It’s almost time to turn the calendar to 2022, if you can believe it. This is the 25th edition of Innovation Beat, and while we’ve covered everything from cybersecurity to hypersonic missiles to even the smart bra, there’s one big tech topic that was still on the to-do list — until today. And that’s crypto.
It’s getting too hot and controversial to ignore. Bitcoin is the most famous example of crypto, but the blockchain technology that runs the digital currency without a central authority is being used to create lots of other currencies, apps, and schemes. The latest hype is around a new class of applications, dubbed “web3,” that could be owned and controlled by the millions of people who use them (via digital tokens tracked on a blockchain, a type of distributed ledger) instead of a few tech-bro billionaires.
Though, some tech billionaires are fighting back. Tesla and SpaceX chief Elon Musk this week said web3 was “more marketing than reality,” while former Twitter CEO Jack Dorsey tweeted that the effort was “ultimately a centralized entity with a different label.”
Boston is not the center of crypto tech — that is probably New York or San Francisco — but it’s also not a crypto desert. Funding for Massachusetts crypto startups has surpassed $633 million this year, more than 10 times the 2020 total and exceeding the previous record of $241 million in 2018, according to PitchBook data.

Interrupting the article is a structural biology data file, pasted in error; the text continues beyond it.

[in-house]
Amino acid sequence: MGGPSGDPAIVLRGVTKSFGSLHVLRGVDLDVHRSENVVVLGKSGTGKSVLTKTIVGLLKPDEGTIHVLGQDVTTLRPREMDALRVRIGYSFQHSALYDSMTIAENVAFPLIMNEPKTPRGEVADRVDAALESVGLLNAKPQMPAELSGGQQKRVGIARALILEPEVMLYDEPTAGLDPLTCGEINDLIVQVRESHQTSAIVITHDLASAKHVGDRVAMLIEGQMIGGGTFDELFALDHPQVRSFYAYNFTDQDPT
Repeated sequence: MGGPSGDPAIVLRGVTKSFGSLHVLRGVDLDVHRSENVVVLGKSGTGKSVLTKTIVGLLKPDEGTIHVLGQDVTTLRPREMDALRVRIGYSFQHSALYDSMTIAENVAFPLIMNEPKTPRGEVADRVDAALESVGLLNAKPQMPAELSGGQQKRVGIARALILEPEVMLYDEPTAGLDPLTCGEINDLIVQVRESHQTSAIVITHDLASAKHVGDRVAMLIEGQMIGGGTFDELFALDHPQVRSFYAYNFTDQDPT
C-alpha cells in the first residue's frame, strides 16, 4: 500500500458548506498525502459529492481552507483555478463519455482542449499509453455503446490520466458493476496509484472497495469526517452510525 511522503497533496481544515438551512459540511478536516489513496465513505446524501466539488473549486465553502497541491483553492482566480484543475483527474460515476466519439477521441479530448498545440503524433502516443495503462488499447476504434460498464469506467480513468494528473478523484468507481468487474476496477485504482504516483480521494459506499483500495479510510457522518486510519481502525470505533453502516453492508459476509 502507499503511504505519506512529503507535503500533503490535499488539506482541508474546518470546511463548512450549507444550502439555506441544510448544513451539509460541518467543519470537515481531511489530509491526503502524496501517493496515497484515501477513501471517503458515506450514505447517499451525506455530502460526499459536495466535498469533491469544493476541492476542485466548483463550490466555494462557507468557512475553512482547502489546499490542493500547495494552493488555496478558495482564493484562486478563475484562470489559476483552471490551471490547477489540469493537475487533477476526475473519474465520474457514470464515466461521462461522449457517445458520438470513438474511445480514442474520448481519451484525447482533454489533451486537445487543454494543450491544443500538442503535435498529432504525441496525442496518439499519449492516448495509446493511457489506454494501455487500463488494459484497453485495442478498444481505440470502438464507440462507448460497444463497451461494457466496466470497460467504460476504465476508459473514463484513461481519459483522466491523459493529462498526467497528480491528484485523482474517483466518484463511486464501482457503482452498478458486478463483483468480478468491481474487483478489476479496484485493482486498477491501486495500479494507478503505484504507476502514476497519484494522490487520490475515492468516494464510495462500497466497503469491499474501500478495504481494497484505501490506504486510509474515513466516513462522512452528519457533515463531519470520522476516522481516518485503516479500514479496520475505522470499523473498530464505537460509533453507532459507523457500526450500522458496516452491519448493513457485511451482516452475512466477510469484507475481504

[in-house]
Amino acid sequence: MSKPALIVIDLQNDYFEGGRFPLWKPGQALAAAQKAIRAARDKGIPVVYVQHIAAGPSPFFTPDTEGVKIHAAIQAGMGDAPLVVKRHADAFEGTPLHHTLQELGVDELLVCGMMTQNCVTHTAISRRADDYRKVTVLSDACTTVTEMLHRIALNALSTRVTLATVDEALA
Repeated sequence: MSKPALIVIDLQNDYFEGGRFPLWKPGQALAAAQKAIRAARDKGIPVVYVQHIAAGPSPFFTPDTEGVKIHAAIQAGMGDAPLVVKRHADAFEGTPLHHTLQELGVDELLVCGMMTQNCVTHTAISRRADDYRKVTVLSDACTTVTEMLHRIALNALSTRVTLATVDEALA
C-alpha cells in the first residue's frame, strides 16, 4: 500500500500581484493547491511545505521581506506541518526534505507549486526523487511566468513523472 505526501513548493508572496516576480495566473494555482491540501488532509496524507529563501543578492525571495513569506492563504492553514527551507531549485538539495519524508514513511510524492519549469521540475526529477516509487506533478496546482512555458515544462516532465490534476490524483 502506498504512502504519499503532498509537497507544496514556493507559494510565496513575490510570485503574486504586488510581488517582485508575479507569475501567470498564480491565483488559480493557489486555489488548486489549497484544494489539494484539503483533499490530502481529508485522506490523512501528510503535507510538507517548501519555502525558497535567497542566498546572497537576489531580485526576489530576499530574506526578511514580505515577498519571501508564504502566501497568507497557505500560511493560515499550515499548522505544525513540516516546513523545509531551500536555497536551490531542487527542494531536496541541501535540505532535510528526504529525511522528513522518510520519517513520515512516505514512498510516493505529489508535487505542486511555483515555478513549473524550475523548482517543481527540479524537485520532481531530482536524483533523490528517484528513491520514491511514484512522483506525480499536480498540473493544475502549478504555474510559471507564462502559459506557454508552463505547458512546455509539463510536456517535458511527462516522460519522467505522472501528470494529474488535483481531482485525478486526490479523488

The largest local player, Circle Internet Financial, runs the world’s second-largest stablecoin and will become one of just a handful of publicly traded crypto companies when and if it completes its SPAC merger. Circle announced the deal to combine with blank-check company Concord Acquisition Corp. back in July, with the aim of closing by year-end. Tick, tick (no response to a request for comment on the deal this week).
Elsewhere there are a lot of other interesting stories.
Coin Metrics is focused on measuring and analyzing the emerging crypto economy. The four-year-old firm’s report on the rise of non-fungible tokens, or NFTs, is a must-read to understand the meteoric rise of the digital collectibles market. CEO and cofounder Tim Rice tells me the local combination of academic smarts, old-school financial institutions and funds, plus venture capital and incubators, is why “there are a plethora of crypto startups emanating from Boston.”
MIT professor Silvio Micali has ideas about addressing some of the biggest hurdles to using blockchains for more applications. His startup, Algorand, is developing its own blockchain network that aims to handle thousands of transactions per second without using gobs of energy. If it works, it could become a low-cost platform enabling all kinds of web3 apps. Just one example: the Drone Racing League is working with Algorand on apps for ticketing, collectibles, and NFTs.
Still, it’s early days and skeptics like UK software programmer Stephen Diehl like to point out that there are not a lot of real businesses running on blockchains yet. “Crypto is an environmentally destructive, anti-democratic and socially corrosive get rich quick scheme that corrupts everything and everyone it touches,” the web3 critic tweeted this week.
A whole lot of startups are working to prove him wrong.